Each Morning

Will Musgrove

            Each morning, I let my dog out.

She whines by the door. When I get off the couch, she spins in a circle. We go outside. I hook her collar to a leash that’s connected to a wire that’s connected between two trees. My lawn’s spacious with lots of things to sniff. She bolts off the stoop. She glances back at me. I’m static. She’s kinetic. When she realizes I’m not coming, she transforms into a rocket, back and forth, choking herself to catch a squirrel or a stick or a breeze.

            Each morning, I let my dog out.

I hear barking. Thinking of the neighbors, I peek through the blinds. She’s wrapped around a tree. I go back outside. She untangles herself and brings me her frisbee. I tug the disc from her maw and give it a hurl. When she skips back, instinctively shaking life from plastic, I’m again an eye between two blinds.

            Each morning, I let my dog out.

She’s quiet. I put my ear to the wall. Nothing but chewing termites. This time I raise the blinds. Her leash stretches around the house, so I can’t tell if she’s still attached. I rush outside and find an empty collar. Woof. My dog is standing on the stoop. I step toward her, and she retreats inside. I holler. I pace. I scratch at the door. But she won’t come save me.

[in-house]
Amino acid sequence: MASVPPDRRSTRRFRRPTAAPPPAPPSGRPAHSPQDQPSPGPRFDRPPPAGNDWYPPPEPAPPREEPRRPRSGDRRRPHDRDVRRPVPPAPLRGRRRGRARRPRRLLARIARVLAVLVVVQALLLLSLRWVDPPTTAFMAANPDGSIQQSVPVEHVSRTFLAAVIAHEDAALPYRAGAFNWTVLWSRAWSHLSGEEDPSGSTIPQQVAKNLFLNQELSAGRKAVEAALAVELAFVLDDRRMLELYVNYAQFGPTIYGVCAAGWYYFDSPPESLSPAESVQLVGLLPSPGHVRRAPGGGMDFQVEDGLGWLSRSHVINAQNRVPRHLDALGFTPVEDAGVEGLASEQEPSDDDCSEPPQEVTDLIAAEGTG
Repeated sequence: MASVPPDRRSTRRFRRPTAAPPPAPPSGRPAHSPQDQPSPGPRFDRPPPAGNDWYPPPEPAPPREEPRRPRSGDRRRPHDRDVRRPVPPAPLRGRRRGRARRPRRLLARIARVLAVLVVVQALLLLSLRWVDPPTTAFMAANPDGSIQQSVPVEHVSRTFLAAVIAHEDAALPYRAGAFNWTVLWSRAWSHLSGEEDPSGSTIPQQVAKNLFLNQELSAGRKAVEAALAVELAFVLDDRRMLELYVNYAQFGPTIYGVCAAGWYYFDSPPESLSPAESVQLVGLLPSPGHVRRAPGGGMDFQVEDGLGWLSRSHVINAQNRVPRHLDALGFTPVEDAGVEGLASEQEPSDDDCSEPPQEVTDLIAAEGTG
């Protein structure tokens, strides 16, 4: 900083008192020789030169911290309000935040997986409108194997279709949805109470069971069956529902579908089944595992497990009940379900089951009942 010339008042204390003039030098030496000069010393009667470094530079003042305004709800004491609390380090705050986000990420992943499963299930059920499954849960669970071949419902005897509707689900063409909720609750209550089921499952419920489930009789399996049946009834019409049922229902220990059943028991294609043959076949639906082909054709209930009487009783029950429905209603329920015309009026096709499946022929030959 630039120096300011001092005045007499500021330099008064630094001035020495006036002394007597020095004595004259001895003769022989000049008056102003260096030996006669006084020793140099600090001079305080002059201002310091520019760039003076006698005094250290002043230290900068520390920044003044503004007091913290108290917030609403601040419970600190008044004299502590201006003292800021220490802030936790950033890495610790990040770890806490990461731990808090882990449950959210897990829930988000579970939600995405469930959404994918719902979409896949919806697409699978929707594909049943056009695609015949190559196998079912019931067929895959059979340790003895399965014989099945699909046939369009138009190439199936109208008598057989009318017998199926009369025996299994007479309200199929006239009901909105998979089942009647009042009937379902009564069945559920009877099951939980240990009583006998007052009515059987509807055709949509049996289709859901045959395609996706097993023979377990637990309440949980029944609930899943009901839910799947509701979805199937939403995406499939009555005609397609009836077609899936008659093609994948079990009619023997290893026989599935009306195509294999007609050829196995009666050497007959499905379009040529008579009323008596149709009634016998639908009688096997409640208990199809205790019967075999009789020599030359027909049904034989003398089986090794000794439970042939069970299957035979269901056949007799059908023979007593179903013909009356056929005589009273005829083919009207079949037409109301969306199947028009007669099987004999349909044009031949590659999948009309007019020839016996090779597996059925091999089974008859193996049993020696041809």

Each morning, my dog lets me out.

I pluck grass. I draw figures in the clouds. Curled in a ball, I nap under the sun. I shout obscenities at the neighbors whenever they hop into their cars to leave. I run back and forth, choking myself, knowing—no, hoping—one day I’ll go somewhere free of leashes, wires, and collars.

Will Musgrove is a writer and journalist from Northwest Iowa. He received an MFA from Minnesota State University, Mankato. His work has appeared or is forthcoming in Versification, Unstamatic, (mac)ro(mic), Ghost Parachute, Serotonin, Rabid Oak, Flash Frontier, and elsewhere. Follow him on Twitter (@Will_Musgrove).